With the Dow Dropping, Is Now A Good Time to Buy Precious Metals?
“The stock market was heading for some big gains—until Federal Reserve Chair Jerome Powell stopped it in its tracks.
The Dow Jones Industrial Average fell 131 points, or 0.4%, while the S&P 500 slipped 0.2% and the Nasdaq Composite was little changed. The Nasdaq was up as much as 3%, while the S&P 500 was up around 2% immediately after the announcement. The Dow was also in the green earlier in the day.
The stock market’s gains turned to mostly losses after the Federal Reserve left interest rates unchanged for the moment, but said hikes are on the way. Fed Chair Jerome Powell’s words—about how much the Fed could tighten and about the central bank’s balance sheet—added insult to injury.
The Fed may not be hiking interest rates today, but said high inflation will elicit rate increases soon. “It will soon be appropriate to raise the target range for the federal-funds rate,” the Fed’s release read. By March, the Fed plans to have ended its bond-buying program. At the news conference, Powell didn’t comment on exactly when the Fed would begin reducing the size of its balance sheet, though it said it intends to do so after it begins raising rates.
Andrew Brenner of NatAlliance Securities, however, blamed the decline on Chairman Jerome Powell’s tone. “Powell sounding much more hawkish in the presser,” he wrote. “Treasuries hit …and equities giving back gains.” Others agree.
Partly, “the decline reflects the fact Powell expects to raise rates several times and stated that the economy is on solid enough footing to handle multiple rate hikes,” said Michael Sheldon, chief investment officer at RDM Financial Group. That certainly makes it sound like the Fed is willing to be aggressive in hiking rates.
The 2 year Treasury yield shot up to 1.14% from its low for the day of 1%. That yield tries to forecast the level of short-term rates for the next couple of years. As Powell spoke, the 10-year Treasury yield, which moves in the opposite direction of price, rose 1.86%, a level it hasn’t seen since about one week ago.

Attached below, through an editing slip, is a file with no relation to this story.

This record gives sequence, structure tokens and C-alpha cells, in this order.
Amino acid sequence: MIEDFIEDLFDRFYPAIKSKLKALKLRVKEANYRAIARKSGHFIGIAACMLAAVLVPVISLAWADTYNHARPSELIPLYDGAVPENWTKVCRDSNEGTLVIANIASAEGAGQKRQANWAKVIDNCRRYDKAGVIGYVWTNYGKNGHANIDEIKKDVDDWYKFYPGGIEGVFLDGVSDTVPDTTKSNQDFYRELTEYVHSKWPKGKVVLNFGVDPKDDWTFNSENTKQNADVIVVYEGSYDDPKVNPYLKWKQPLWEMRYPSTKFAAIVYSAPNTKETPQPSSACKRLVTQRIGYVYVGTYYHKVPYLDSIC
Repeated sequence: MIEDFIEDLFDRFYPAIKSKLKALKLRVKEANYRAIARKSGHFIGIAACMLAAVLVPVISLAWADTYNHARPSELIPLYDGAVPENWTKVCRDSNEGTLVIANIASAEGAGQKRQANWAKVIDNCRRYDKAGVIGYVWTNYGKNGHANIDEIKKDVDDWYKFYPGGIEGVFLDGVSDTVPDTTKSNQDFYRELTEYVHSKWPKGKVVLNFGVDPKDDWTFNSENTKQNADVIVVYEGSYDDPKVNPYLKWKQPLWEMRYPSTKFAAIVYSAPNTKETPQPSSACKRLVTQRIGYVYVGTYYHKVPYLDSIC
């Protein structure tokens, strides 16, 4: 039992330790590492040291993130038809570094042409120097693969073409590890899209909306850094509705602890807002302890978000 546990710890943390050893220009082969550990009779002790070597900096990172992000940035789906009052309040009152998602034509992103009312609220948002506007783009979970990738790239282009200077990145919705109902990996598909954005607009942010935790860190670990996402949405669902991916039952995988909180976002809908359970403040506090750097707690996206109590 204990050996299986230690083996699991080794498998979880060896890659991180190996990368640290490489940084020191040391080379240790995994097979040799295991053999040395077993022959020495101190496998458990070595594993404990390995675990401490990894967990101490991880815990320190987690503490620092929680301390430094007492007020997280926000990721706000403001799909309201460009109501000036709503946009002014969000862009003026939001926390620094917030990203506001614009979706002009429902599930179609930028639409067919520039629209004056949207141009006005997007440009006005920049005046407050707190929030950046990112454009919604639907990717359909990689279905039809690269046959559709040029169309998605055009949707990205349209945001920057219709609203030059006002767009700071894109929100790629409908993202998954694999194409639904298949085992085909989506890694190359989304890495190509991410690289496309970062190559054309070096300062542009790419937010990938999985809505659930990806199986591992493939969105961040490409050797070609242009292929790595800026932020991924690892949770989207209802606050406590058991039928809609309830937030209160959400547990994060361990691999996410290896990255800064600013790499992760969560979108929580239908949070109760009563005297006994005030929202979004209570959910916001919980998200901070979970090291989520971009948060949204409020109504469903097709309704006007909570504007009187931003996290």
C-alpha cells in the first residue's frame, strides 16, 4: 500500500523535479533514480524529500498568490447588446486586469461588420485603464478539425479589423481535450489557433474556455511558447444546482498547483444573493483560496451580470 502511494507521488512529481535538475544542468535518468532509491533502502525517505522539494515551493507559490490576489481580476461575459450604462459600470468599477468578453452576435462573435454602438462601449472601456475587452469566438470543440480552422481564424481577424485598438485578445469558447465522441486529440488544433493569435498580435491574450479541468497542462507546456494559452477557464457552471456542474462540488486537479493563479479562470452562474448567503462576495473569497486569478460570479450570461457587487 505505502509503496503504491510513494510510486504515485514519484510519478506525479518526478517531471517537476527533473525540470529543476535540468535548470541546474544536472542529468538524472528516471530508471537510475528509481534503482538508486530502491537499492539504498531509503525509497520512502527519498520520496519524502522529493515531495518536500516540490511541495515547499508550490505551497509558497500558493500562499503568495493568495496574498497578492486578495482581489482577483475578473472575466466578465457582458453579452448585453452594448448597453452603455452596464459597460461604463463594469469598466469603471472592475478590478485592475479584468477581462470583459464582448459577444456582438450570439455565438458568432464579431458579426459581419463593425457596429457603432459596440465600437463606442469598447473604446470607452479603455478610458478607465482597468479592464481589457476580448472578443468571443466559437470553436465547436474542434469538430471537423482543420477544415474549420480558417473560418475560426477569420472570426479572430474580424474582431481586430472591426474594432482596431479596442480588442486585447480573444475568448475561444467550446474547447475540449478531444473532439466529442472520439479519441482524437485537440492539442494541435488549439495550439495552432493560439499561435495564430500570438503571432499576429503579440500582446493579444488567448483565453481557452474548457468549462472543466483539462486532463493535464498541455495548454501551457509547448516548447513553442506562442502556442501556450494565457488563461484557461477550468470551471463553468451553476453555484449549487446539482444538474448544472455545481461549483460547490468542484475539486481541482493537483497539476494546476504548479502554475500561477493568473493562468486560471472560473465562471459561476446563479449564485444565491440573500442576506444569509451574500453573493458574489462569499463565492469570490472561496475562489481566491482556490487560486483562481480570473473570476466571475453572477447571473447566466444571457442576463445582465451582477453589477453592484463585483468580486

To be sure, not much of this was new to the stock market. The interest rate market had already been reflecting that the Fed will lift the benchmark lending rate four times this year starting in March, a move that could slow down economic growth. The central bank is also expected to soon begin reducing the size of its balance sheet. Still, the gains faded and it may be partly because there is still some Fed-related uncertainty that didn’t go away upon the Fed’s release. Simply put, inflation has soared and the Fed may have to lift rates so quickly that the stock market will fall hard.
“One of the biggest risks for this year is a Fed policy error,” said Todd Thompson, portfolio manager at Reams Asset Management. “They’re so late in getting to this [rate increases].”
Until the Fed’s Wednesday release, investors had been in dip-buying mode after two days in which the S&P 500 had briefly entered correction territory, defined as a 10% or greater drop from an all-time high. The Nasdaq is already trading in correction territory.
Even though the stock market looked like it was in a good mood earlier in the day, it never truly showed that it’s out of the woods from its larger drawdown. The S&P 500 went only slightly above its 200-day moving average of roughly 4,430, before tumbling. That fall indicates that investors—seeing Fed-related risks on the horizon — are still not yet comfortable buying stocks at prices consistent with their longer-term trends.
That’s not surprising, says Keith Lerner, co-chief investment officer at Truist. After heavy dip-buying, the stock market often takes a breather, or stops making large gains, for a short period, he said.
In the commodity space, crude prices continued their march upward to the highest levels in eight years. Futures contracts for West Texas Intermediate rose 1.1% to above the $86 a barrel milestone for the first time since 2014.”